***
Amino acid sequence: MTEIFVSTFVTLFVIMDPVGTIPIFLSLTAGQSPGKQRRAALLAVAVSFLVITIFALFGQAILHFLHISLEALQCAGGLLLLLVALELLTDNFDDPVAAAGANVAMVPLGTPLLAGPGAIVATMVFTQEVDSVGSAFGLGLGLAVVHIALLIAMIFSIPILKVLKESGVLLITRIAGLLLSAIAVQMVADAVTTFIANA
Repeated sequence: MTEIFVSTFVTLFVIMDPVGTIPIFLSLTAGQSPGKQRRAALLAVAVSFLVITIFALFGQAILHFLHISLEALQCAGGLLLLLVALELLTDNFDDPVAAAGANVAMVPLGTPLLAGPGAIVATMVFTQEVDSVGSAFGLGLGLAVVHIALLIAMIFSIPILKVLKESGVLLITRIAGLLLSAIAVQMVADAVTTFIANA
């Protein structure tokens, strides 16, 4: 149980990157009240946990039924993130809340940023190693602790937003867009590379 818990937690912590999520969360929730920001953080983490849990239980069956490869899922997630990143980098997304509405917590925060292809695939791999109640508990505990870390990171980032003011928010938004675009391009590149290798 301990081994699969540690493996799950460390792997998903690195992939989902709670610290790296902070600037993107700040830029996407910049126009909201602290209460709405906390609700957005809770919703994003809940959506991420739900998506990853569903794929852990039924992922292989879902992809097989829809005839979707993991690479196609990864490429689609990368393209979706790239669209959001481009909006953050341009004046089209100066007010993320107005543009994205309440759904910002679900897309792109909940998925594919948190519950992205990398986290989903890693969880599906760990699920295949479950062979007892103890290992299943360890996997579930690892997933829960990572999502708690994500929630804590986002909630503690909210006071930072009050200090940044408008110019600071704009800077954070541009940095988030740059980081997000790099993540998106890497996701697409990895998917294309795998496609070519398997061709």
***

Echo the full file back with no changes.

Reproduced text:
Amino acid sequence: MTEIFVSTFVTLFVIMDPVGTIPIFLSLTAGQSPGKQRRAALLAVAVSFLVITIFALFGQAILHFLHISLEALQCAGGLLLLLVALELLTDNFDDPVAAAGANVAMVPLGTPLLAGPGAIVATMVFTQEVDSVGSAFGLGLGLAVVHIALLIAMIFSIPILKVLKESGVLLITRIAGLLLSAIAVQMVADAVTTFIANA
Repeated sequence: MTEIFVSTFVTLFVIMDPVGTIPIFLSLTAGQSPGKQRRAALLAVAVSFLVITIFALFGQAILHFLHISLEALQCAGGLLLLLVALELLTDNFDDPVAAAGANVAMVPLGTPLLAGPGAIVATMVFTQEVDSVGSAFGLGLGLAVVHIALLIAMIFSIPILKVLKESGVLLITRIAGLLLSAIAVQMVADAVTTFIANA
């Protein structure tokens, strides 16, 4: 149980990157009240946990039924993130809340940023190693602790937003867009590379 818990937690912590999520969360929730920001953080983490849990239980069956490869899922997630990143980098997304509405917590925060292809695939791999109640508990505990870390990171980032003011928010938004675009391009590149290798 301990081994699969540690493996799950460390792997998903690195992939989902709670610290790296902070600037993107700040830029996407910049126009909201602290209460709405906390609700957005809770919703994003809940959506991420739900998506990853569903794929852990039924992922292989879902992809097989829809005839979707993991690479196609990864490429689609990368393209979706790239669209959001481009909006953050341009004046089209100066007010993320107005543009994205309440759904910002679900897309792109909940998925594919948190519950992205990398986290989903890693969880599906760990699920295949479950062979007892103890290992299943360890996997579930690892997933829960990572999502708690994500929630804590986002909630503690909210006071930072009050200090940044408008110019600071704009800077954070541009940095988030740059980081997000790099993540998106890497996701697409990895998917294309795998496609070519398997061709």